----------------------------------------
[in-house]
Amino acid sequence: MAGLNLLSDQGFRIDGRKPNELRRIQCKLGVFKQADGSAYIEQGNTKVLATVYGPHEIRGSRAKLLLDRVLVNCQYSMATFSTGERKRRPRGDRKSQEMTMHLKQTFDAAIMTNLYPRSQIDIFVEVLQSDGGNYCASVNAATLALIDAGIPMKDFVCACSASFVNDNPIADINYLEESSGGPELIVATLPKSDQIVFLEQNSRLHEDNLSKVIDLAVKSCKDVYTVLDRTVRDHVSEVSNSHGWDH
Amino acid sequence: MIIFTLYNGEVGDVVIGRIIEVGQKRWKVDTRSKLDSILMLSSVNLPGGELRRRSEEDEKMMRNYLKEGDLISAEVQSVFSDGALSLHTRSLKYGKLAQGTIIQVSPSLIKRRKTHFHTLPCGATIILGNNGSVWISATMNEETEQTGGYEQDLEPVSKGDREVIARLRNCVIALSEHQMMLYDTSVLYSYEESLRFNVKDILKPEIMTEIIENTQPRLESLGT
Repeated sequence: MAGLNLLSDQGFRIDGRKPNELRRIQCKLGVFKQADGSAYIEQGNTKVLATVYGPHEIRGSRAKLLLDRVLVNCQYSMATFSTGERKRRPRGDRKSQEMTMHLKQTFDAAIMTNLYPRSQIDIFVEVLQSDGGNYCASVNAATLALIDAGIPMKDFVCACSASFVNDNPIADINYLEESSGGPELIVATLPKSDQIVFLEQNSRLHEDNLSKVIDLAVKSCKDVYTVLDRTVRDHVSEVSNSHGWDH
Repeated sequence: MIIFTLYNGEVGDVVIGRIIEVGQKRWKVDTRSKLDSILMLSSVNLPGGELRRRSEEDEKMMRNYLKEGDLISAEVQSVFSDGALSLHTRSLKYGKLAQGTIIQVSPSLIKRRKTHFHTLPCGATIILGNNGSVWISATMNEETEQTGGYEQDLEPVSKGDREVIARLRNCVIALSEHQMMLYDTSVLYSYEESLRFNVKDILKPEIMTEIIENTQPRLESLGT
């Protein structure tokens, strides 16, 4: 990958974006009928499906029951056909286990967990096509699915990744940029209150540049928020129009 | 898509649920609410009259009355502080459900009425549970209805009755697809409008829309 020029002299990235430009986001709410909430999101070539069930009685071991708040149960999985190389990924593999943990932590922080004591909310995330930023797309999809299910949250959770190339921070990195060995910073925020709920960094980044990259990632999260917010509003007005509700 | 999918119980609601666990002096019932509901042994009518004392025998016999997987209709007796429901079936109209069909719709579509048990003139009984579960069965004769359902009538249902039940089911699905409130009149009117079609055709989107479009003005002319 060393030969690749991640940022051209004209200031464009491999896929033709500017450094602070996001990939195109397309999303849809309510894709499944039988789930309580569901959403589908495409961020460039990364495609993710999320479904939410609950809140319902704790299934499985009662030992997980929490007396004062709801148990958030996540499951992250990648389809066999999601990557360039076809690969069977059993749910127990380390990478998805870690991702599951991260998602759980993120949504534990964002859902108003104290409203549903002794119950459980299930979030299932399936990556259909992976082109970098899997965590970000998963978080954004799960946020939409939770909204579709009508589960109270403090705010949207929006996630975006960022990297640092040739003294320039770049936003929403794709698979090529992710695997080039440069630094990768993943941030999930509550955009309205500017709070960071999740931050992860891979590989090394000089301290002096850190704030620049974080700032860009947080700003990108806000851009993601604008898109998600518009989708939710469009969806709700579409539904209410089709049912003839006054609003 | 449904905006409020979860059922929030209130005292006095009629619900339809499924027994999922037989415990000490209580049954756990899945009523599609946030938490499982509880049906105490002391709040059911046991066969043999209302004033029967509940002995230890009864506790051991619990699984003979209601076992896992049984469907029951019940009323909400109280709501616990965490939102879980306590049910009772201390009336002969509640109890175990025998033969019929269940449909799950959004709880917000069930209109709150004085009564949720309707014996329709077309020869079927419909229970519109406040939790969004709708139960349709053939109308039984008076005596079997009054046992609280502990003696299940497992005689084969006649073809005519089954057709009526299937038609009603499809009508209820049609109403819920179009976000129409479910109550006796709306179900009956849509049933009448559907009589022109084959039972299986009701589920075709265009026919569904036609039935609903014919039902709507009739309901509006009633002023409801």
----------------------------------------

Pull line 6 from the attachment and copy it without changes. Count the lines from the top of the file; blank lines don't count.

């Protein structure tokens, strides 16, 4: 990958974006009928499906029951056909286990967990096509699915990744940029209150540049928020129009 | 898509649920609410009259009355502080459900009425549970209805009755697809409008829309 020029002299990235430009986001709410909430999101070539069930009685071991708040149960999985190389990924593999943990932590922080004591909310995330930023797309999809299910949250959770190339921070990195060995910073925020709920960094980044990259990632999260917010509003007005509700 | 999918119980609601666990002096019932509901042994009518004392025998016999997987209709007796429901079936109209069909719709579509048990003139009984579960069965004769359902009538249902039940089911699905409130009149009117079609055709989107479009003005002319 060393030969690749991640940022051209004209200031464009491999896929033709500017450094602070996001990939195109397309999303849809309510894709499944039988789930309580569901959403589908495409961020460039990364495609993710999320479904939410609950809140319902704790299934499985009662030992997980929490007396004062709801148990958030996540499951992250990648389809066999999601990557360039076809690969069977059993749910127990380390990478998805870690991702599951991260998602759980993120949504534990964002859902108003104290409203549903002794119950459980299930979030299932399936990556259909992976082109970098899997965590970000998963978080954004799960946020939409939770909204579709009508589960109270403090705010949207929006996630975006960022990297640092040739003294320039770049936003929403794709698979090529992710695997080039440069630094990768993943941030999930509550955009309205500017709070960071999740931050992860891979590989090394000089301290002096850190704030620049974080700032860009947080700003990108806000851009993601604008898109998600518009989708939710469009969806709700579409539904209410089709049912003839006054609003 | 449904905006409020979860059922929030209130005292006095009629619900339809499924027994999922037989415990000490209580049954756990899945009523599609946030938490499982509880049906105490002391709040059911046991066969043999209302004033029967509940002995230890009864506790051991619990699984003979209601076992896992049984469907029951019940009323909400109280709501616990965490939102879980306590049910009772201390009336002969509640109890175990025998033969019929269940449909799950959004709880917000069930209109709150004085009564949720309707014996329709077309020869079927419909229970519109406040939790969004709708139960349709053939109308039984008076005596079997009054046992609280502990003696299940497992005689084969006649073809005519089954057709009526299937038609009603499809009508209820049609109403819920179009976000129409479910109550006796709306179900009956849509049933009448559907009589022109084959039972299986009701589920075709265009026919569904036609039935609903014919039902709507009739309901509006009633002023409801």